How TV Representation of Gambling Compares to Reality
There are few people who can deny the excitement involved in the concept of gambling. The possibility of winning or losing money at the toss of a die is something that gets us all buzzing. The feeling of watching that ball spin round the roulette wheel, hoping that it will land on a particular number, is incomparable to many other things.
However, the reality of gambling is quite different to how it is sometimes painted on film and television. There have been numerous popular television series over the past decade or so based around casinos and gambling, some of which are discussed below.
Luck is an American drama starring Dustin Hoffman which first aired in 2012. It tells the story of a mobster who is released from prison after a three-year stint, who plans to take control of a horse racetrack in Los Angeles, whilst simultaneously planning his revenge on the one who helped send him to prison.
Another American television series is Las Vegas, a show which focuses on the daily lives of a number of people working in the fictional Montecito Casino and Resort. It follows the various characters closely as they do their jobs and the various situations they encounter.
Vegas is a period drama set in the sixties starring Dennis Quaid. It centres on the Sheriff and his relationship with casino mobster Vincent Savino, who has moved to Las Vegas to set up a gambling operation.
These fictional television series are dramatized, as you would expect, to exaggerate the highs and lows of the gambling world. Casinos are absolutely perfect for television as they represent a sort of microenvironment of their own. In this environment, you will find all sorts of people, creating a potent fusion of characters. The highs and lows are accentuated and the fluctuation of emotions is nearly on par with the exchange of chips.
The purpose of these shows is to make for some entertaining and gripping viewing, and this effect is certainly helped by the glamorisation of the industry. This over glamorisation is clearly evident in Luck, Las Vegas and Vegas.
There are also a number of television shows which give a truer portrayal of the industry. These are often documentary-style shows and have a more sinister feel than the glammed-up drama series.
One such program is Breaking Vegas, which initially aired in 2004. This documentary talks about the great lengths that people will go to make money from casinos. The tactics employed by gamblers in the show range from legal tactics such as counting cards, to illegal scams such as the use of sleight of hand or electronic devices. Although these tactics will not be employed by players that often, it is what happens in many casinos, especially the bigger ones with more money to be won.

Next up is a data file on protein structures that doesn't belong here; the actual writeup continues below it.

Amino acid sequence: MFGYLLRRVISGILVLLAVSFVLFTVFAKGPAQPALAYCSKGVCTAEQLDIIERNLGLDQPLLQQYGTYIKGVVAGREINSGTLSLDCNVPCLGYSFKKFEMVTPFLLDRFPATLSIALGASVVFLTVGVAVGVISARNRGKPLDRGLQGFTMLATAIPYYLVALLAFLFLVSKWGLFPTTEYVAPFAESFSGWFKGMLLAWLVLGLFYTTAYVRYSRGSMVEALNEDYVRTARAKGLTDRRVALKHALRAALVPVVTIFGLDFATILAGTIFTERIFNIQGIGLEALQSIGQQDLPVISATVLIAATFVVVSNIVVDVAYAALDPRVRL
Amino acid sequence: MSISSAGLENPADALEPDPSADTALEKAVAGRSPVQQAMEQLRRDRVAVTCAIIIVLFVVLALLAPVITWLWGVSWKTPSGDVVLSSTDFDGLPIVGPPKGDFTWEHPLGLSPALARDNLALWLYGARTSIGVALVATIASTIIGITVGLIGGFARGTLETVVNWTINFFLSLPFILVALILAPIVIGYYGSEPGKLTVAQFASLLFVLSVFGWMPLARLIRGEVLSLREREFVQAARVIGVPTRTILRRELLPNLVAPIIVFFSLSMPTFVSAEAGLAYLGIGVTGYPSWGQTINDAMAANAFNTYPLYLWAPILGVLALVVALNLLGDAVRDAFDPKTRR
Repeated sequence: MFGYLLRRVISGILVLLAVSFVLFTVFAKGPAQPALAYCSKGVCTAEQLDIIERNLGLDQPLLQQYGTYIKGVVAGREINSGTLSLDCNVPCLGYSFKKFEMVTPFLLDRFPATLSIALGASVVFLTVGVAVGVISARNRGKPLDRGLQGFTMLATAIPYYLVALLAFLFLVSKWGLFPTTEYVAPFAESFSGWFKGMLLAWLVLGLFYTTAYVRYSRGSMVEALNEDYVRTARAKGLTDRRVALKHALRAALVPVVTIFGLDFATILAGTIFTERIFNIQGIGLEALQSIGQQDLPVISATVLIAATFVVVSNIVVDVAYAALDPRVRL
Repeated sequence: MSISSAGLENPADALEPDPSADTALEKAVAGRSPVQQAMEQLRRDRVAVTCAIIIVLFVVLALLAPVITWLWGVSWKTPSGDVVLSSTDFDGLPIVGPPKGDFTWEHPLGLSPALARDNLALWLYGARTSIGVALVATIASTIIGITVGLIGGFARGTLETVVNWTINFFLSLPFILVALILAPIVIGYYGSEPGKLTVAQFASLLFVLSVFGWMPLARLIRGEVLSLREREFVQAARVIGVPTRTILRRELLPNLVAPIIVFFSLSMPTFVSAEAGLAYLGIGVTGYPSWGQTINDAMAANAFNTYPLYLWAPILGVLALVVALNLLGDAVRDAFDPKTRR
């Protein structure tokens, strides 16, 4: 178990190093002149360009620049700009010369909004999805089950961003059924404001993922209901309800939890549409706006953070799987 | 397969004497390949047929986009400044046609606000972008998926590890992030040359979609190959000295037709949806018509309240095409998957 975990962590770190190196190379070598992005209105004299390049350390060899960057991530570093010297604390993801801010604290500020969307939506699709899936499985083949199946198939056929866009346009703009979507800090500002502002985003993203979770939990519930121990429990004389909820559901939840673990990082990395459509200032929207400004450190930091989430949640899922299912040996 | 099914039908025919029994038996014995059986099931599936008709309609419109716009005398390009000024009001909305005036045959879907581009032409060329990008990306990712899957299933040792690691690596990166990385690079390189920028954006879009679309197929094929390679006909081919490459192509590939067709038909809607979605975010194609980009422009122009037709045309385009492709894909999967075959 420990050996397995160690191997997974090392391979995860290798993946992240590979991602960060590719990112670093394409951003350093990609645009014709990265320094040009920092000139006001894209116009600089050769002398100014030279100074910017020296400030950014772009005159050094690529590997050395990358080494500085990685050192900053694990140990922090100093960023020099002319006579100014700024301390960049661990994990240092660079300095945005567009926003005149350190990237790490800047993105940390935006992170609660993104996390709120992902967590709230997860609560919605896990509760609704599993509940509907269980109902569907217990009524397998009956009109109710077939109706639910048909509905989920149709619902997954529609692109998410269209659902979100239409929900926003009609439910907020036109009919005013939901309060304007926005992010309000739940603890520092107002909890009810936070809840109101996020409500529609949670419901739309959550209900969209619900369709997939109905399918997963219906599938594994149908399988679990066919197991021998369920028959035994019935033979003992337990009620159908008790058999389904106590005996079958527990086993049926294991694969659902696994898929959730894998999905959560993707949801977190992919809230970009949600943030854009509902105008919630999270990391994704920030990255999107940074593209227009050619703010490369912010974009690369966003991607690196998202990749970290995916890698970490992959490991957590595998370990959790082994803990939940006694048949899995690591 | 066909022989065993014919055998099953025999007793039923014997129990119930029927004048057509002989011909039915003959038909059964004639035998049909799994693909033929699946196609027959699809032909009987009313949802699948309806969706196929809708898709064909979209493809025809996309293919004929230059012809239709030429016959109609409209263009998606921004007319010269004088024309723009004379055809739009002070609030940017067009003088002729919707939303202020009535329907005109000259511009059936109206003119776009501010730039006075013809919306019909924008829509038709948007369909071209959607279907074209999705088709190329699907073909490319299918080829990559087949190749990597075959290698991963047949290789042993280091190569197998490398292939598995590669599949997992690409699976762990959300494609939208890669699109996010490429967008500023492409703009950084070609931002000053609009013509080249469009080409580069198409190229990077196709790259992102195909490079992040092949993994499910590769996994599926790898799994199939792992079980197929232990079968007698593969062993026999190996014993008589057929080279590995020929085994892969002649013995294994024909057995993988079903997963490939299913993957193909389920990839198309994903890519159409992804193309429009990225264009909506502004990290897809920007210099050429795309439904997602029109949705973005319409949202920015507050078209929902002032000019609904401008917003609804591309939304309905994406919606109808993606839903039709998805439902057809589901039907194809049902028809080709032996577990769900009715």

There was a recent BBC documentary, presented by Alexis Conran (star of ‘The Real Hustle’). In this documentary, which is titled ‘Gambling, Addiction and Me: The Real Hustler’, Conran takes a look at the reasons why some people lack the discipline to cut their losses and walk away. This show takes a look at the more sinister side of gambling, where real problems can begin to emerge. Although this is in no way relevant to all flutterers, this problem very real in all gambling demographics.
In the documentary, Conran travels from the world, from the UK to Vegas to Athens, to meet with various gambling addicts and experts. He does this in order to gain a better insight into what makes gambling a compulsion which ends in ruin.
The recent growth of online casinos and mobile casinos has opened up a whole new market for gambling, and these sectors are still in their early stages. These innovations will create further problems in the areas Alexis Conran is trying to analyse. If you are looking to get involved in online gambling, please be sure to do so responsibly, and not gamble in any casino you find online. You can read reviews of some of the best online casinos sites on newcasinosonline.co. With the gambling industry on the rise as it is, it is likely that we will see more of these television programs in the near future.